Picturesque Pupukea, on the north shore of Hawaii’s Oahu island, is known for pristine beaches, scenic cliffs, and pounding waves that only enhance its raw beauty. But capturing that on film isn’t easy when water is thundering around and down on you. Turtle Bay, HI-based photographer Sean Davey did just that. To accompany a field essay about Pupukea in Patagonia’s new Surf catalog (see “Surf’s up for Patagonia spin-off,” July issue), Davey caught what he calls a bomb — a big wave — just as it was ready to crest.
Davey went to Pupukea in January and took 35 shots over the course of about an hour, using a waterproof housing to keep his Canon camera and 15mm fisheye lens dry. The photo that ran in the Patagonia catalog (right) was the final image from the series and was chosen because it showcased the land, says Tim Davis, photo editor at Ventura, CA-based Patagonia. Davis says that choosing which of Davey’s pictures to use was actually easier than expected. It ultimately came down to a democratic decision among those working on the catalog. The only requirement: the image had to be an authentic depiction of Pupukea.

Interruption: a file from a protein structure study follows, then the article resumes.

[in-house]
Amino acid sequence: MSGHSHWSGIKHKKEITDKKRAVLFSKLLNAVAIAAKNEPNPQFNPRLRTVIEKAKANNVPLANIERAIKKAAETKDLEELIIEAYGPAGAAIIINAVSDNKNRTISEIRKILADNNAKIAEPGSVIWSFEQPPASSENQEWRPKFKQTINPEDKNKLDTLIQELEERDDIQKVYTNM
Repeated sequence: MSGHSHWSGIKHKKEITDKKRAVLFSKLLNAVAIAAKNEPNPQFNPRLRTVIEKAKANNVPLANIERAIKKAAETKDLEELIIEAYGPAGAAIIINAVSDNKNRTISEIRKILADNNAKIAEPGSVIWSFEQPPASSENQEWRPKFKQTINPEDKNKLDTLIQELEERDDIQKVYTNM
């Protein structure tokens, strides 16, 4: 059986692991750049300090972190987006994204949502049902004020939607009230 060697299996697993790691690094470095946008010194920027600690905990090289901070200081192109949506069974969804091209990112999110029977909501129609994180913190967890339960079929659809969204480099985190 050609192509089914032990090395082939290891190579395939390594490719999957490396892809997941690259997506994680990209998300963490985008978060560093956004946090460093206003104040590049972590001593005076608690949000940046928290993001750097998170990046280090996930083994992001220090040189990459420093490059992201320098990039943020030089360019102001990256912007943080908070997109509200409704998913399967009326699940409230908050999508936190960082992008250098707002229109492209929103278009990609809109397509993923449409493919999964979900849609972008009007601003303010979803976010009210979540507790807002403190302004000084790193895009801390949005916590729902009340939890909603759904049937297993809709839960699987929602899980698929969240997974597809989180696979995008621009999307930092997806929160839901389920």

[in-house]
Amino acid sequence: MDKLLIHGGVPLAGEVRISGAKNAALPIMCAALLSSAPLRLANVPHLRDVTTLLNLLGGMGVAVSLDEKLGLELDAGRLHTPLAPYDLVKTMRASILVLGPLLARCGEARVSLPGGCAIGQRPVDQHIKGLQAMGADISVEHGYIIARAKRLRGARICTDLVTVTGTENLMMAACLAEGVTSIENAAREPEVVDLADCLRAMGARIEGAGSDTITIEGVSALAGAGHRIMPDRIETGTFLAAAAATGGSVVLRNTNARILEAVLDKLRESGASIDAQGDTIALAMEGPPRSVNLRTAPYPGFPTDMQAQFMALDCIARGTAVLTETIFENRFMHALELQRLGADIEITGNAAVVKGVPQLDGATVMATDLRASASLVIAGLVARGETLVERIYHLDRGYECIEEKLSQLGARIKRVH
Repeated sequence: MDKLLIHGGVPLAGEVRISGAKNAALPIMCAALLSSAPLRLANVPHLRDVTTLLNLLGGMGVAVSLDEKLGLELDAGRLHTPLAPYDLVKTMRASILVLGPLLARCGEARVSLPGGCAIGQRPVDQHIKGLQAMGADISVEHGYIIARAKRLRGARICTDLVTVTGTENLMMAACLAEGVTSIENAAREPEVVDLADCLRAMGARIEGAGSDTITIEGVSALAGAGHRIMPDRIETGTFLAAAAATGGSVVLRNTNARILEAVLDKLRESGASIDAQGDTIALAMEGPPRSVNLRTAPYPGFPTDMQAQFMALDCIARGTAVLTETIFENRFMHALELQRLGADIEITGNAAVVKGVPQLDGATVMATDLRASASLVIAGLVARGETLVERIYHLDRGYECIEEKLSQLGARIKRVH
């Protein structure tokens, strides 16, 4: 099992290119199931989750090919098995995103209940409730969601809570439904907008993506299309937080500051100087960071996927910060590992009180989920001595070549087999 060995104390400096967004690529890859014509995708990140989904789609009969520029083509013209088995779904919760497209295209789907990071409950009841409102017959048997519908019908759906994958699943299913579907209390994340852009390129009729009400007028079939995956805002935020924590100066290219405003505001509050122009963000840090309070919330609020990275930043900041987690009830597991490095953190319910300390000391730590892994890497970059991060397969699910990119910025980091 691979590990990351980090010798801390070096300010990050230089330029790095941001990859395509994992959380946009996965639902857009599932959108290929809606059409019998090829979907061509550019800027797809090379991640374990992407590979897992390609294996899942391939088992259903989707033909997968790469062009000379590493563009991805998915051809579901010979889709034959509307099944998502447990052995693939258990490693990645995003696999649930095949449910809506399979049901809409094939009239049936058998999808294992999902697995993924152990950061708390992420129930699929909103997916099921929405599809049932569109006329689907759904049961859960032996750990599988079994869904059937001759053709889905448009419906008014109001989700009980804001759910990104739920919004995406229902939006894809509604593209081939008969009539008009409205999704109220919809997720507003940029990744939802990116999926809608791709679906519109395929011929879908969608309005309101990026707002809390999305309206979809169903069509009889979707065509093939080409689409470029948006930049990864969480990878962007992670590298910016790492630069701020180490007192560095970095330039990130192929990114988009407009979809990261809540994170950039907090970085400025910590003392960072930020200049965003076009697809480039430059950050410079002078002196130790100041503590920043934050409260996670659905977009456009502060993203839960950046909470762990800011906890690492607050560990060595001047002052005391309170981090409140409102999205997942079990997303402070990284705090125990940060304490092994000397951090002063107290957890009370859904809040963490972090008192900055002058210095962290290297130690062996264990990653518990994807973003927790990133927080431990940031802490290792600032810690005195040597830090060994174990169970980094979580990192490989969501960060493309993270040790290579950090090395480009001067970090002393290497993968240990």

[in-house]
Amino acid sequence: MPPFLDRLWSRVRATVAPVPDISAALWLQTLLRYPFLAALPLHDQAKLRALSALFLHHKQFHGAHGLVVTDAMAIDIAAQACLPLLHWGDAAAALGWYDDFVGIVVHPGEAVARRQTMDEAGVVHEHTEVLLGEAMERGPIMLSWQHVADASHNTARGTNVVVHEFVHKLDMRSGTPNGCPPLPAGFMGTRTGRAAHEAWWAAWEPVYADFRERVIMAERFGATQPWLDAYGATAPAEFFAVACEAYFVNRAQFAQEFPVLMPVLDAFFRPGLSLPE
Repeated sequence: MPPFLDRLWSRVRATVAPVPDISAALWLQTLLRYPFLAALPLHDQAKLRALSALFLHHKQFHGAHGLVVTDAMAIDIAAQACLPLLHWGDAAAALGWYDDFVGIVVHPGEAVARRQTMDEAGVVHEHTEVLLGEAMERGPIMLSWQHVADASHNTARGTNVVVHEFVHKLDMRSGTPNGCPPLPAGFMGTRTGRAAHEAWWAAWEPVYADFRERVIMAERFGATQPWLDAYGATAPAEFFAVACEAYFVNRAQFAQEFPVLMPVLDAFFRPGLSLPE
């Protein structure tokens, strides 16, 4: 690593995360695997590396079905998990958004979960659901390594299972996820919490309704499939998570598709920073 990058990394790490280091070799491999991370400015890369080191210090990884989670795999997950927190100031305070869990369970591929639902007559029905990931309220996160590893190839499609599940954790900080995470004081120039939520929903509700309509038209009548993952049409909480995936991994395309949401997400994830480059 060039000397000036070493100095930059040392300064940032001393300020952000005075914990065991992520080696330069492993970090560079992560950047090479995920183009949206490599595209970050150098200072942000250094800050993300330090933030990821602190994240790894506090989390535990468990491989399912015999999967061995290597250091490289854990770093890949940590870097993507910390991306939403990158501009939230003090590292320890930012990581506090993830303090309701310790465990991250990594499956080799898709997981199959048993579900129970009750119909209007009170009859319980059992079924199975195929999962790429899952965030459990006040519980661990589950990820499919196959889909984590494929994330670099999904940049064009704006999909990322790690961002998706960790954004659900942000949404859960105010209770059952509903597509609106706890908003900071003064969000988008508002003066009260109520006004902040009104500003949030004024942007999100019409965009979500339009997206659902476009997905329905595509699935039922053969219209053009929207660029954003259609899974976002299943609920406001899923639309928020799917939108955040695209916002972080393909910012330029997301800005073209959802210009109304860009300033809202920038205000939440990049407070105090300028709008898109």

To get the shot, Davey swam behind the wave, held his hand over it, and just managed to capture the image. “Most land-based people don’t get to see anything like this. It does a good job of showing what it’s like out there,” says Davey, who admits that he was skeptical of his ability to get a usable photo that day because of the strength of the waves.
This particular wave was about 10 feet tall, with the lip about one foot from the camera lens. “I just like the way it sweeps away from the view and gives you an expansive view of the wave,” Davey says.
Tracking down photographs from a location can be tough, Davis says. Patagonia rarely hires photographers for a shoot. Instead Davis first scours the 50,000 images in its database, then branches out to the field reporter for suggestions, and if that search turns up empty, he will use a National Geographic image. In the case of Davey’s Pupukea image, Davis says he searched on Google for Hawaiian photographers and found Davey’s Website.
Including a full-page picture of a wave in a catalog may seem strange for a traditional mailer, but Kevin Churchill, Patagonia’s director of merchandising, explains that each of the merchant’s catalogs include between two and four essays about an adventure sport experience or environmental topic written by the sports participants or environmental advocates. The essay accompanying Davey’s photograph was written by Oahu native Jack Johnson and detailed the plight of Pupukea residents attempting to save the area from mass development by Osaka, Japan-based construction company Obayashi Corp.